Andy Butler’s dance rock ensemble Hercules and Love Affair have returned with its second release, and though uninitiated listeners might expect a platter of straightforward Erasure-inspired dance-electronica (and there is some of that), there are a few wrinkles that set Blue Songs apart from the rest of the pack.
“Painted Eyes” begins things with an ’80s inspired synthpop pulsating rhythm exercise a la Yaz via New Order, but the elegant disco strings and jazzy flute intro make it the best dancepop since Bronski Beat.
The band introduces some glitch pop static amongst the pops and smacks on the next cut, but there’s little doubt they are still Upstairs at Eric’s on “My House,” and the same can be said of “Answers Come In Dreams.” However, it is refreshing again how organic acoustic sounds are intermixed so integrally with the synthesized electronic flourishes, like the piano and horn sounds on the latter and on the Tom Tom Club redux “Leonora,” although it dissolves into electrospaciness at the end.
The pacing does vary here and there, especially on the meditative and acoustic guitar propelled “Boy Blue” (it’s like The Who’s “Behind Blue Eyes” meets “Baba O’Riley”) and specifically on the end of the night piano bar slow closer “It’s Alright” (a Sterling Void cover via The Pet Shop Boys) with sirens echoing in the background.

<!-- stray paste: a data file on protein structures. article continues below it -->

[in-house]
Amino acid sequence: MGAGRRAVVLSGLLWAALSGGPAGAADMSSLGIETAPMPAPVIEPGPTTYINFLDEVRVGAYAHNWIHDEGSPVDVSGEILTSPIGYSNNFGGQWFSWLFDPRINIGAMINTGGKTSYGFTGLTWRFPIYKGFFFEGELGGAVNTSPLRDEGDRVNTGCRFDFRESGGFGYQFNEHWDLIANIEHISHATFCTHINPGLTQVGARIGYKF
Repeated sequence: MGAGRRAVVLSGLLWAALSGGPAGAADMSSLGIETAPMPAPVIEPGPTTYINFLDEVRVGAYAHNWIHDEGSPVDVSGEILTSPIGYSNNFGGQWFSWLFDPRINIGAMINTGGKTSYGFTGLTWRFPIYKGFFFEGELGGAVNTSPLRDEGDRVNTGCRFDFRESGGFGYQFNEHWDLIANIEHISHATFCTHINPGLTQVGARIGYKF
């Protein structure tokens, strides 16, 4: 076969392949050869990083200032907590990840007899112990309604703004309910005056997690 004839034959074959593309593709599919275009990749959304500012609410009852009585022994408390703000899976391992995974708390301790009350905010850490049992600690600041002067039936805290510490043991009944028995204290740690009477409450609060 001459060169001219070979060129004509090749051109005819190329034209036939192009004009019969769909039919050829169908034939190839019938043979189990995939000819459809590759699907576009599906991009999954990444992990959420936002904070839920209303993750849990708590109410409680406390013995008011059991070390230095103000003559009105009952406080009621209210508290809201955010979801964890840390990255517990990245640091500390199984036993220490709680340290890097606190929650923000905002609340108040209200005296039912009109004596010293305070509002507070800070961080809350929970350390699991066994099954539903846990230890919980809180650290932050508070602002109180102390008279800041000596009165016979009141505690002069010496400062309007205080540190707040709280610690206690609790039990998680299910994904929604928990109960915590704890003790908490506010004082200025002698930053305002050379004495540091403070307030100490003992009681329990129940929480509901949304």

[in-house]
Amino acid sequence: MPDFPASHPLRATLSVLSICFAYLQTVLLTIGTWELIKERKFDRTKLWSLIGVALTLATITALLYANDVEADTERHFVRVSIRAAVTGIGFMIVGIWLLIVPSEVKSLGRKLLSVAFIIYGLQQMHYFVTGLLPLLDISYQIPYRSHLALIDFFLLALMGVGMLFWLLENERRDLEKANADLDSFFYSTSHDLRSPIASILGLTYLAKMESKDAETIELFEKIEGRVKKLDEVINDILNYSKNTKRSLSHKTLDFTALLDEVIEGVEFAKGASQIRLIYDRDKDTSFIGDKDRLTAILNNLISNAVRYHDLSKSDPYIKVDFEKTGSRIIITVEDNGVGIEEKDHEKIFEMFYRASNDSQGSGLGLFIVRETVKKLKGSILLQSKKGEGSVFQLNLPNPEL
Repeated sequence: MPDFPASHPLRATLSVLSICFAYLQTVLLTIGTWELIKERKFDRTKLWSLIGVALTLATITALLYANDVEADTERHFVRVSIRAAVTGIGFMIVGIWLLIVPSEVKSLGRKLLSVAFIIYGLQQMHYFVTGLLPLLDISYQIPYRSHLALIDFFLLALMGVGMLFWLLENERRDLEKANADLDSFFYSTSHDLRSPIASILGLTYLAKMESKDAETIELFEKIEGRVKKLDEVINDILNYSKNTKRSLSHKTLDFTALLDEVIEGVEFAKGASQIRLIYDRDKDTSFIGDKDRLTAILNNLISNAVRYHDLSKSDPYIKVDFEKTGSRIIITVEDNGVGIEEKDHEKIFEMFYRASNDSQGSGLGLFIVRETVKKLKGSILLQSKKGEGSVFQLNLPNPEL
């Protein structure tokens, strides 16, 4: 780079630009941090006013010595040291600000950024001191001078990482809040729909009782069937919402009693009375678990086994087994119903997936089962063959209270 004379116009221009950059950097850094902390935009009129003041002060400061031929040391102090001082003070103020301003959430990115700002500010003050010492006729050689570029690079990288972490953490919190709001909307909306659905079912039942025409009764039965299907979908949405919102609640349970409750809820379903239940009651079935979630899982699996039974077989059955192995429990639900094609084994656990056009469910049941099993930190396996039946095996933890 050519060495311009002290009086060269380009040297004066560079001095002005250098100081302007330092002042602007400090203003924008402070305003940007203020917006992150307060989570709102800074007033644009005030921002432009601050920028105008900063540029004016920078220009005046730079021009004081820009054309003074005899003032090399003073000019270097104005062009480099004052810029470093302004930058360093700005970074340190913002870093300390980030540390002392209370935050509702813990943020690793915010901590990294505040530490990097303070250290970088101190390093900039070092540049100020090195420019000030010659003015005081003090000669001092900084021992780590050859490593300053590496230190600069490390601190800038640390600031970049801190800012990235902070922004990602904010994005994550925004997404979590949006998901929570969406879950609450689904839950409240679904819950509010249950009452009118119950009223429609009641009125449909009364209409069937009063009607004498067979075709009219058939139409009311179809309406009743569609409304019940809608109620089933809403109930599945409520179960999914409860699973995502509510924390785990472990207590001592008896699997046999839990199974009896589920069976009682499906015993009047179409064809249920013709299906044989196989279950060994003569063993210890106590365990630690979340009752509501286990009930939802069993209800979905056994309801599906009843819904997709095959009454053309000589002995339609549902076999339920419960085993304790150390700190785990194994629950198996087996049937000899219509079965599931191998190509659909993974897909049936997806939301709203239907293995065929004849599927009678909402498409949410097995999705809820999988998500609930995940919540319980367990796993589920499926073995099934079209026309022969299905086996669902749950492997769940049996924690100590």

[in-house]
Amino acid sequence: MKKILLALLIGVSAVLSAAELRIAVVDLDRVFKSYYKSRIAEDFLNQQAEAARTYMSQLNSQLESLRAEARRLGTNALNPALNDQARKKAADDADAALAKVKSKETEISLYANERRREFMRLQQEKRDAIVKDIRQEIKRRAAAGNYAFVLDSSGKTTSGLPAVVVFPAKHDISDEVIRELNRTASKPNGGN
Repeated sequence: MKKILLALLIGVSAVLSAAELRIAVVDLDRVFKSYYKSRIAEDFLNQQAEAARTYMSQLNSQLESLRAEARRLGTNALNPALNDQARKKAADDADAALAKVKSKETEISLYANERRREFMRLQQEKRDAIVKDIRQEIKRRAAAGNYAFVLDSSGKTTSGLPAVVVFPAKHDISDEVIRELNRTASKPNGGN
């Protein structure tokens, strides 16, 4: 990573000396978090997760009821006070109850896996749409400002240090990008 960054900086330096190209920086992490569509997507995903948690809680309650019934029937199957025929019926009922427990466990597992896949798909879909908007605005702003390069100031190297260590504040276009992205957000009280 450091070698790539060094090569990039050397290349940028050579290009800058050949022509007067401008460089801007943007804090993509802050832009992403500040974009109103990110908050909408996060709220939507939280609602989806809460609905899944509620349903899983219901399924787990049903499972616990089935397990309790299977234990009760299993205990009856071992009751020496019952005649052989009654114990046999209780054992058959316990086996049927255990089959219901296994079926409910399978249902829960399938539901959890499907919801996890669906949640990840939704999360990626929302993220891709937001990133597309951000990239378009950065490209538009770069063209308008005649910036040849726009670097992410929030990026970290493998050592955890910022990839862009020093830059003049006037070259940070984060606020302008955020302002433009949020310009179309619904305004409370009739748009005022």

Listeners may have heard critics—sorry, crickets—and birds before, but when have they heard cows, along with clarinets and a marimba? It’s a shame they have to wait until the sixth track to hear all of those elements on the contemplative “Blue Song,” given this record starts with four similar sounding songs.
“Step Up” further cements Hercules and Love Affair’s love affair with the ’80s—this could be a cut from a Chromeo record, as could the spacey “Visitor,” although a more apt analogy might be Gary Numan performing the Miami Vice theme through a filter of electrofunk. “I Can’t Wait” sounds like ’70s disco-funk interpreted by War Games’ computer WOPR. All that’s missing is a sampled contrapuntal “Shall we play a game?” to vocalist Kim Ann Foxman’s lyric “This Ain’t No Game.” (Yo, 8-Bit—pitch these cats a NES remix, pronto.) And yes, that may be a Pac-Man sample in the background.
After having listened to Blue Songs a few times tabula rasa, it comes as no surprise that it was recorded by “techno legend” Patrick Pulsinger (in Vienna), but what is surprising is the other members of Butler’s ensemble (aside from himself and Foxman): Venezuelan singer Aerea Negrot, walk-on fan Shaun Wright, Bloc Party’s Kele Okereke and veteran engineer and programmer Mark Pistel of Meat Beat Manifesto and Consolidated fame.
In some ways, though, it’s a shame their contributions aren’t more apparent, because this feels like Butler’s show throughout, and the individual appearances get lost in the mix.
Then again, perhaps that’s the point: Hercules and Love Affair seems designed to be a collective unit, as opposed to just Butler, or just Butler featuring so-and-so on each track. Perhaps he’s taking a lesson from Consolidated’s legendary Myth Of Rock: “This Is A Collective,” after all.
Blue Songs are not entirely blue, for sure, and there are some easily rectified sequencing issues, but overall it’s an entertaining listen.
Hercules and Love Affair – Blue Songs Tracklisting:
- “Painted Eyes”
- “My House”
- “Answers Come in Dreams”
- “Boy Blue”
- “Blue Song”
- “I Can’t Wait”
- “Step Up”
- “It’s Alright”